Crash diets can be an effective way to achieve short-term weight loss. But professionals familiar with the practice say the pounds often come back quickly, and that crash dieting can harm a person’s health.
People go on crash diets seeking to lose weight “really fast in a short period of time by reducing their daily calorie intake to as low as 700 calories a day,” said ReachSelf
. Crash dieters typically intend to reach a certain weight level by a specific time, such as the date of a party or wedding. Crash dieting offers a chance within a few days to drop 5 to 20 pounds, though the experience can be uncomfortable, ReachSelf said.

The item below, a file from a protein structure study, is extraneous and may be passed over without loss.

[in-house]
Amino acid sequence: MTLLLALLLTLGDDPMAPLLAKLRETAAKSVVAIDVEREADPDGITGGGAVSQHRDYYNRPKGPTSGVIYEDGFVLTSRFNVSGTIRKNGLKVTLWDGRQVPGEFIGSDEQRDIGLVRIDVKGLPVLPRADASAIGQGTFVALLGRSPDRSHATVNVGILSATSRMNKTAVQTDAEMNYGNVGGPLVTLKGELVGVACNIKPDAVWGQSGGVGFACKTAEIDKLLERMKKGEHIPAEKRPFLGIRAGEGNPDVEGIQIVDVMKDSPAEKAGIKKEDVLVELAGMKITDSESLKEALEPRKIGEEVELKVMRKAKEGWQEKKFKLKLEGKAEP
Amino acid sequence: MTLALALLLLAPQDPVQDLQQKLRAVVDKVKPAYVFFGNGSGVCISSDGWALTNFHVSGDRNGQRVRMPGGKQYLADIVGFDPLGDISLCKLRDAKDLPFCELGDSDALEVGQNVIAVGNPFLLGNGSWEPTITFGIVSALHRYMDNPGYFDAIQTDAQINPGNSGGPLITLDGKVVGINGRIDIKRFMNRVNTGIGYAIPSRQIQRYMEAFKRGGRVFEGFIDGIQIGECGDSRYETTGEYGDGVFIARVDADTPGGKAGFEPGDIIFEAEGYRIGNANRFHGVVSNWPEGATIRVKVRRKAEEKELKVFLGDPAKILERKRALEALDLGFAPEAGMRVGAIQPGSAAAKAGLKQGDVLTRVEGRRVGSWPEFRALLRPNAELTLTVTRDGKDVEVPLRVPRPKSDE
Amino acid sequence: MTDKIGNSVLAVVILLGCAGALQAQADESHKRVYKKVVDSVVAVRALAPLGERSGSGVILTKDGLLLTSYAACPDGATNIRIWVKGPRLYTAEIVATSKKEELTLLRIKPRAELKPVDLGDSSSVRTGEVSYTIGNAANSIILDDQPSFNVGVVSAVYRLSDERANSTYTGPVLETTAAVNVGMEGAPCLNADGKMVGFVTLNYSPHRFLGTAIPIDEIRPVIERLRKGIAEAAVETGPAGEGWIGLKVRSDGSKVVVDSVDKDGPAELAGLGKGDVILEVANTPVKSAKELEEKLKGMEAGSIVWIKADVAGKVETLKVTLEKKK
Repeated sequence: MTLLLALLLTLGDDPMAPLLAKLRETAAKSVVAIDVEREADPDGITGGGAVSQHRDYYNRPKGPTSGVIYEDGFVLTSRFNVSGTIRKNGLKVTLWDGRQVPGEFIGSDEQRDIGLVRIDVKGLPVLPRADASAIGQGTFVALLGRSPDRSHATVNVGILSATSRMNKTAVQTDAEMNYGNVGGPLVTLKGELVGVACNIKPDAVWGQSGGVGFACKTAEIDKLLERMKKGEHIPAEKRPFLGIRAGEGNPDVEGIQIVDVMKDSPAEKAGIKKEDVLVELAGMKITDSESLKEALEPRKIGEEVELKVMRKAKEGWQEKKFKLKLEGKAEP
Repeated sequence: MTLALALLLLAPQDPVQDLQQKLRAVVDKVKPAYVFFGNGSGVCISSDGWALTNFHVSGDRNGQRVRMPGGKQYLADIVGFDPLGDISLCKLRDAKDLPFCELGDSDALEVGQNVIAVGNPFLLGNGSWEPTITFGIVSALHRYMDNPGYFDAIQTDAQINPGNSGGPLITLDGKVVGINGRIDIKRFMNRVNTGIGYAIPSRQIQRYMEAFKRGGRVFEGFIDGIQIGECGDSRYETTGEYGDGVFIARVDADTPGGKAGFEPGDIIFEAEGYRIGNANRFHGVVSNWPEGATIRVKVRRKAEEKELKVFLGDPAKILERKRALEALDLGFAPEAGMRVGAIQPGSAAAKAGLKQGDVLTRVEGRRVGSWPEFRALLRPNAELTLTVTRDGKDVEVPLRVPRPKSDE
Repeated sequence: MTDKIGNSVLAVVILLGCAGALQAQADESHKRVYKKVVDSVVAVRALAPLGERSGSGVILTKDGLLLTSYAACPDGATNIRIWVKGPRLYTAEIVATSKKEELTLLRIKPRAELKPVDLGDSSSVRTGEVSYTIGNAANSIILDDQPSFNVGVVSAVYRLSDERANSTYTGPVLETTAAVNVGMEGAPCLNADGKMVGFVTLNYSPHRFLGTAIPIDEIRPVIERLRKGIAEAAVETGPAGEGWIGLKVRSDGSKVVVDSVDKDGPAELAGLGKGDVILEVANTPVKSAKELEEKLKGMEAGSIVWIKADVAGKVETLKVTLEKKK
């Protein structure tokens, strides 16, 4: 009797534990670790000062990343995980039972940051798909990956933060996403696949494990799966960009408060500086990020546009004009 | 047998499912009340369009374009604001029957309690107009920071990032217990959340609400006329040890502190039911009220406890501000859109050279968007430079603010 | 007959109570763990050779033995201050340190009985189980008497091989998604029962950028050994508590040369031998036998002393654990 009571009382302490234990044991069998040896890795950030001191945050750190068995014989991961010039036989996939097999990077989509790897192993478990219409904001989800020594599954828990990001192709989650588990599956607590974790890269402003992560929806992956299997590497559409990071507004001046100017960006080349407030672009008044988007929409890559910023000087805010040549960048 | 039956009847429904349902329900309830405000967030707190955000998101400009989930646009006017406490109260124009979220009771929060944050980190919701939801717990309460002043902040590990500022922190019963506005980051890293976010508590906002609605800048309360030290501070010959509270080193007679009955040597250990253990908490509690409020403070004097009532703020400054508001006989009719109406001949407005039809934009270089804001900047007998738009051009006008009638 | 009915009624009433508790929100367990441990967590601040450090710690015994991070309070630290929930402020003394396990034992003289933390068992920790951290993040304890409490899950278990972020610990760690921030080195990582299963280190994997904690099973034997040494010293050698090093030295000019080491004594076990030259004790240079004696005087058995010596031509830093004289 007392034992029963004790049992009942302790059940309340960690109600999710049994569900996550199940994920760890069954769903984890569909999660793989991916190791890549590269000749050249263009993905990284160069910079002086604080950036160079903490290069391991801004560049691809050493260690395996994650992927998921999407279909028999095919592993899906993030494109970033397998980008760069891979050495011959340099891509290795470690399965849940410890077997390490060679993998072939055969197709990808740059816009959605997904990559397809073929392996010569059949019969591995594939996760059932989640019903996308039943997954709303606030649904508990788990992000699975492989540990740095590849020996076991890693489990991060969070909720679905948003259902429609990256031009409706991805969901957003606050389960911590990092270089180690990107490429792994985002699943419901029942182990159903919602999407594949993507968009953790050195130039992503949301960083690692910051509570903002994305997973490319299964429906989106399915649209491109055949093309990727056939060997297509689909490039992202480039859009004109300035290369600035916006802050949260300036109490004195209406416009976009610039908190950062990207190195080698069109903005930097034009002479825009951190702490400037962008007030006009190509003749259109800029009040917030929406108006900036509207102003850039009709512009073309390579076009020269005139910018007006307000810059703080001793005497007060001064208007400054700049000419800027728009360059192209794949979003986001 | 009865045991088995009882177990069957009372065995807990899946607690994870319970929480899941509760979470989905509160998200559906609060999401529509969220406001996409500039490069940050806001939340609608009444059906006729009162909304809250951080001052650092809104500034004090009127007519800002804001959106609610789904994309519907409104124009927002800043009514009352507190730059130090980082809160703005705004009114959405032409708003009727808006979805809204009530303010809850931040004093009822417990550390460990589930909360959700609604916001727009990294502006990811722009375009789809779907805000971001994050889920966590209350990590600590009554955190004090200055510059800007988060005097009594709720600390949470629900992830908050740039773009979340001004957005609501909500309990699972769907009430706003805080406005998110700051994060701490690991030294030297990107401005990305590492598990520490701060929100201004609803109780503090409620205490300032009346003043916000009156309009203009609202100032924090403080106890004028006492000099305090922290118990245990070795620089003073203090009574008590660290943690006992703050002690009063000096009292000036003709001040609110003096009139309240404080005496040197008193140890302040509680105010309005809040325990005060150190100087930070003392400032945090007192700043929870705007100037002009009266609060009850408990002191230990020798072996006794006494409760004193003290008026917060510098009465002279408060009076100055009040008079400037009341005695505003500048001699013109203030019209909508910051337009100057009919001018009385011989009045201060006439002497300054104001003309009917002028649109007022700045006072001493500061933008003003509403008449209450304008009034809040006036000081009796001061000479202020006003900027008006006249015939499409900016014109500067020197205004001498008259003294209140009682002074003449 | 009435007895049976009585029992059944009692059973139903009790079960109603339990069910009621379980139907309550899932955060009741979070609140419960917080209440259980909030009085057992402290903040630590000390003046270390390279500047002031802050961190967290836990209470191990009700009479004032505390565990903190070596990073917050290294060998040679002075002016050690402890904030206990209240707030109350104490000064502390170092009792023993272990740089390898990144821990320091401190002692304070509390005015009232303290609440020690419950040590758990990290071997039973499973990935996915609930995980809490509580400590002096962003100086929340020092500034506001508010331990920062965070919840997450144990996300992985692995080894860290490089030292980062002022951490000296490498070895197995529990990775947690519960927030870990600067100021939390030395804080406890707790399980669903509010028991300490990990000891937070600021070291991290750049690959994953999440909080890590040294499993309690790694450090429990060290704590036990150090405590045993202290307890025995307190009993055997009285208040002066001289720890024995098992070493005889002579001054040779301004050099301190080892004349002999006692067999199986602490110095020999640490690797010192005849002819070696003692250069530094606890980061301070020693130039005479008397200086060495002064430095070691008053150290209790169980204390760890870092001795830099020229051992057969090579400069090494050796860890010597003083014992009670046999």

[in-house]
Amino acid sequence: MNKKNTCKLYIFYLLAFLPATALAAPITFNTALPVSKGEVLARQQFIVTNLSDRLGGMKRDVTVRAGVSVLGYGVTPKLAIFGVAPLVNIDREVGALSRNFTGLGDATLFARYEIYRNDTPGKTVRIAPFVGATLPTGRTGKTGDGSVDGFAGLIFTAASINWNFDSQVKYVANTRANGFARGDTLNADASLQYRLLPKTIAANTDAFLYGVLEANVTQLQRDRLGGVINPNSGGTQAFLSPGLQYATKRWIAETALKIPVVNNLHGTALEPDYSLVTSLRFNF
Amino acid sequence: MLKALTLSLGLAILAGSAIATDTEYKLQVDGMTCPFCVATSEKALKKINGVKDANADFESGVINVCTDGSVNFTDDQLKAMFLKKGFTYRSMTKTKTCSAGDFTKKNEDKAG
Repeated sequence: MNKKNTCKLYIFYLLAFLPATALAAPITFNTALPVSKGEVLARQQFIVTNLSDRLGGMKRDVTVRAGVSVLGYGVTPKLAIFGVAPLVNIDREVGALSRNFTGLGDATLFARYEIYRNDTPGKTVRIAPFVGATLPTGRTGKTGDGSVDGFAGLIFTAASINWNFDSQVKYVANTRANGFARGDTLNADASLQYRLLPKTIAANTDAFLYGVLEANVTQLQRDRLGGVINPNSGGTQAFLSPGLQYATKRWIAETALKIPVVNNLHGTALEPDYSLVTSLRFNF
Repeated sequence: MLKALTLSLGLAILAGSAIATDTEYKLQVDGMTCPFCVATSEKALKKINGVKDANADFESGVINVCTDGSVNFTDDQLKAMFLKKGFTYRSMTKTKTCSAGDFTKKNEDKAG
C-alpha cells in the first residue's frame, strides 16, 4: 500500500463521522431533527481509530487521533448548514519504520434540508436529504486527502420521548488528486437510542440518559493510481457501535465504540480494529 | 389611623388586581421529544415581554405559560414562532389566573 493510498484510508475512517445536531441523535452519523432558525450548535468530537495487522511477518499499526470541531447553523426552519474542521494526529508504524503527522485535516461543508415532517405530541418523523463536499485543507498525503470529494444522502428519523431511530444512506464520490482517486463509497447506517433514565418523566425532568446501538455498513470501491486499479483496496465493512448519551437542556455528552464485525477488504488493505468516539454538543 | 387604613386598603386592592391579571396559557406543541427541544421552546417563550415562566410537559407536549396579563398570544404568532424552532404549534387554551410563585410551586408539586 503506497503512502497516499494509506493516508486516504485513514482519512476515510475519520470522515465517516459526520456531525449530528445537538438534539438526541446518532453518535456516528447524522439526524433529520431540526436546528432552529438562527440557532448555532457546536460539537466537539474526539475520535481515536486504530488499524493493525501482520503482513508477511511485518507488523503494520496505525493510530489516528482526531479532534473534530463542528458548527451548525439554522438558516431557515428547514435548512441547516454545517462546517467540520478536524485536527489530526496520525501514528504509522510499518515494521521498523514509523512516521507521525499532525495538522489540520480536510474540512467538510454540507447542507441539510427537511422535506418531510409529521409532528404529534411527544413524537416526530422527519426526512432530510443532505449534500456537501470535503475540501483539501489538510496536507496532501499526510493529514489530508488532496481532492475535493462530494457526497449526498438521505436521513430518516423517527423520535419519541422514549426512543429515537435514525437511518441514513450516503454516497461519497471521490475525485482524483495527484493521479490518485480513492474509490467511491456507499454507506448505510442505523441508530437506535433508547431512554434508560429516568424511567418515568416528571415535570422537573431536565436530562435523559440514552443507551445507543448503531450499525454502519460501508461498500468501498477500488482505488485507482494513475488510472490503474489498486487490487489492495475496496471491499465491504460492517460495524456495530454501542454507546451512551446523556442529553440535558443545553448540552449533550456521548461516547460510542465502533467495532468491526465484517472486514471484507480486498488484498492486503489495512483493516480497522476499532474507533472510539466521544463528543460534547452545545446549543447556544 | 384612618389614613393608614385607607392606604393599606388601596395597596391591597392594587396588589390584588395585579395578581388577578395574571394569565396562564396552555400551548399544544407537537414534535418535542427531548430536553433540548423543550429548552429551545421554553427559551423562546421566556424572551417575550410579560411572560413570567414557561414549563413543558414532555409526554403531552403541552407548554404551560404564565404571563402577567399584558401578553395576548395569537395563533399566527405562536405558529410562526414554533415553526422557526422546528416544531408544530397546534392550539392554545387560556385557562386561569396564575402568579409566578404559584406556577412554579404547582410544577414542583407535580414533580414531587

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Crash diets are less effective for those trying to achieve long-term weight loss.
WebMD said that when people initiate and follow diets
that cut their daily calorie intake to less than 1,000, “Sure enough, the pounds melt away. But when you eat so few calories, you train your metabolism to slow down. Once the diet is over, you have a body that burns calories more slowly, and you usually regain the weight.”
Even worse, CNN said, many people who go on crash diets
unknowingly harm their health and possibly their hearts. CNN’s website quoted author, physician and medical school professor Isadore Rosenfeld as saying that crash diets – in addition to slowing metabolism – can weaken your immune system, deprive your body of the nutrition it needs, and raise your risk of heart palpitations and cardiac stress. Rosenfeld added: "A crash diet once won't hurt your heart. But crash dieting repeatedly increases the risk of heart attacks."
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